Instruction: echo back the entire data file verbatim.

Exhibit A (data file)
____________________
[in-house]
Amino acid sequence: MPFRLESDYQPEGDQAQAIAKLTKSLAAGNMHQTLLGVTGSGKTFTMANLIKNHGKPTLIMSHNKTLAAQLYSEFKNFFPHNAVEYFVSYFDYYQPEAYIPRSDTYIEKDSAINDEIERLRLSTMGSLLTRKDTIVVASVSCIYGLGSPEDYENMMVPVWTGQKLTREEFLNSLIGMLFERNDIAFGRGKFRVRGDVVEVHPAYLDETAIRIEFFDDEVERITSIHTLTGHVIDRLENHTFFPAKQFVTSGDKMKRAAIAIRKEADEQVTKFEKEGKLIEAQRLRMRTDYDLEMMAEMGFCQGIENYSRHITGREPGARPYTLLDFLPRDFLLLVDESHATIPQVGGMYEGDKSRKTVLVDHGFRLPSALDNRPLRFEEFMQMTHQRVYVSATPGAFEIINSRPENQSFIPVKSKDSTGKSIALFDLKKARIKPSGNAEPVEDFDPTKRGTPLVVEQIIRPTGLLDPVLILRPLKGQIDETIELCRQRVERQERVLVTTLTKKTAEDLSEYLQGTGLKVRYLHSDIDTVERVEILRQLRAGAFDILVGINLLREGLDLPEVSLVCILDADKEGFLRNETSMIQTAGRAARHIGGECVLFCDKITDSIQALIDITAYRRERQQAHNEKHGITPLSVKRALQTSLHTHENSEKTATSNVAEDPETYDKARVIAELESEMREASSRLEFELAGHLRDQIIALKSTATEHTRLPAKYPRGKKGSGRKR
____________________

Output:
[in-house]
Amino acid sequence: MPFRLESDYQPEGDQAQAIAKLTKSLAAGNMHQTLLGVTGSGKTFTMANLIKNHGKPTLIMSHNKTLAAQLYSEFKNFFPHNAVEYFVSYFDYYQPEAYIPRSDTYIEKDSAINDEIERLRLSTMGSLLTRKDTIVVASVSCIYGLGSPEDYENMMVPVWTGQKLTREEFLNSLIGMLFERNDIAFGRGKFRVRGDVVEVHPAYLDETAIRIEFFDDEVERITSIHTLTGHVIDRLENHTFFPAKQFVTSGDKMKRAAIAIRKEADEQVTKFEKEGKLIEAQRLRMRTDYDLEMMAEMGFCQGIENYSRHITGREPGARPYTLLDFLPRDFLLLVDESHATIPQVGGMYEGDKSRKTVLVDHGFRLPSALDNRPLRFEEFMQMTHQRVYVSATPGAFEIINSRPENQSFIPVKSKDSTGKSIALFDLKKARIKPSGNAEPVEDFDPTKRGTPLVVEQIIRPTGLLDPVLILRPLKGQIDETIELCRQRVERQERVLVTTLTKKTAEDLSEYLQGTGLKVRYLHSDIDTVERVEILRQLRAGAFDILVGINLLREGLDLPEVSLVCILDADKEGFLRNETSMIQTAGRAARHIGGECVLFCDKITDSIQALIDITAYRRERQQAHNEKHGITPLSVKRALQTSLHTHENSEKTATSNVAEDPETYDKARVIAELESEMREASSRLEFELAGHLRDQIIALKSTATEHTRLPAKYPRGKKGSGRKR